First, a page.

The public cloud proponents often wonder -- why is that the enterprise IT world is not beating a path to their door? After all, each of these services provide great functionality coupled with an attractive consumption model.
I patiently explain to anyone who will listen: enterprise IT is different.
And one of the ways enterprise IT is very different is the critical need to manage availability.
Availability is one of those things that everyone takes for granted -- until there's a problem. When there is a problem, a speed recovery is expected: service resumed, data restored. It doesn't happen by magic -- there's an enormous amount of hard work that goes into creating highly available environments that protect predictably. And never enough resources to do this right.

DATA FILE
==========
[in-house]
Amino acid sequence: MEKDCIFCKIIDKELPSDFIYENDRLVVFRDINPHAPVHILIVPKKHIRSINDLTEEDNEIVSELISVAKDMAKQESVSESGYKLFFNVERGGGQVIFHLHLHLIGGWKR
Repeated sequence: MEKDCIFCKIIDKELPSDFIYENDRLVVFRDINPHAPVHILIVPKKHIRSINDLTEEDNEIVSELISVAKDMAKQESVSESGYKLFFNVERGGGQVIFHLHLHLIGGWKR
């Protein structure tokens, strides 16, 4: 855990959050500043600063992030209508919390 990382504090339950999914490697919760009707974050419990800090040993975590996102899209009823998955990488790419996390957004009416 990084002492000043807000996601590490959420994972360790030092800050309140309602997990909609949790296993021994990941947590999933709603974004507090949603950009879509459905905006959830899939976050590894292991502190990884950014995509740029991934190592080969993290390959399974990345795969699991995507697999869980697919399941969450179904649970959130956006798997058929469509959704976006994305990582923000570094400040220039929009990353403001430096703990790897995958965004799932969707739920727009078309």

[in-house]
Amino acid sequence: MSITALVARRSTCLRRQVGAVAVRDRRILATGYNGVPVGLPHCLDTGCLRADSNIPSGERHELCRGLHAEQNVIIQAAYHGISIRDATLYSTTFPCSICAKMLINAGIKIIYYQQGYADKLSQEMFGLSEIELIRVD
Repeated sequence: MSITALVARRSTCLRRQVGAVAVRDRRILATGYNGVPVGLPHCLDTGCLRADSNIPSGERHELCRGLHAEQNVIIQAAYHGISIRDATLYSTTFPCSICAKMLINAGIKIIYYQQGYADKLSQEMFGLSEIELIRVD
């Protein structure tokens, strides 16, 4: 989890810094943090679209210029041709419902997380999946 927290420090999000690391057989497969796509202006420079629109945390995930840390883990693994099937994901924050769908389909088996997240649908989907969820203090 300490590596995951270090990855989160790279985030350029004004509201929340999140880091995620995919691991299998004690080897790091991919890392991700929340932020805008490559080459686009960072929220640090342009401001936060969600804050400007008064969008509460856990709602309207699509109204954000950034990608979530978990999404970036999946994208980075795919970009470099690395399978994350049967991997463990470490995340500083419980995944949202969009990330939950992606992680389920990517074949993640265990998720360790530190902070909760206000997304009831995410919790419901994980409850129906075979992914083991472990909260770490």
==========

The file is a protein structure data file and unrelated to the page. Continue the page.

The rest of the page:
Most people not deeply entrenched in the topic think this must be a simple matter: a public cloud vendor simply establishes an SLA around their services, and incurs penalties if this is not met. Case closed.
The reality is far more complex: effectively managing availability at scale is a difficult and nuanced discipline. It's incredibly hard to get right in a traditional enterprise setting; much more so when external services are part of the landscape.
What stands out for me is that one of the core tenents of virtualization and cloud -- abstraction -- is in direct conflict with what many availabilty professionals demand: a precise knowledge of configurations and associated failure domains.
And, until we solve that one, I don't think we're going to see a lot of critical enterprise workloads using cloud resources.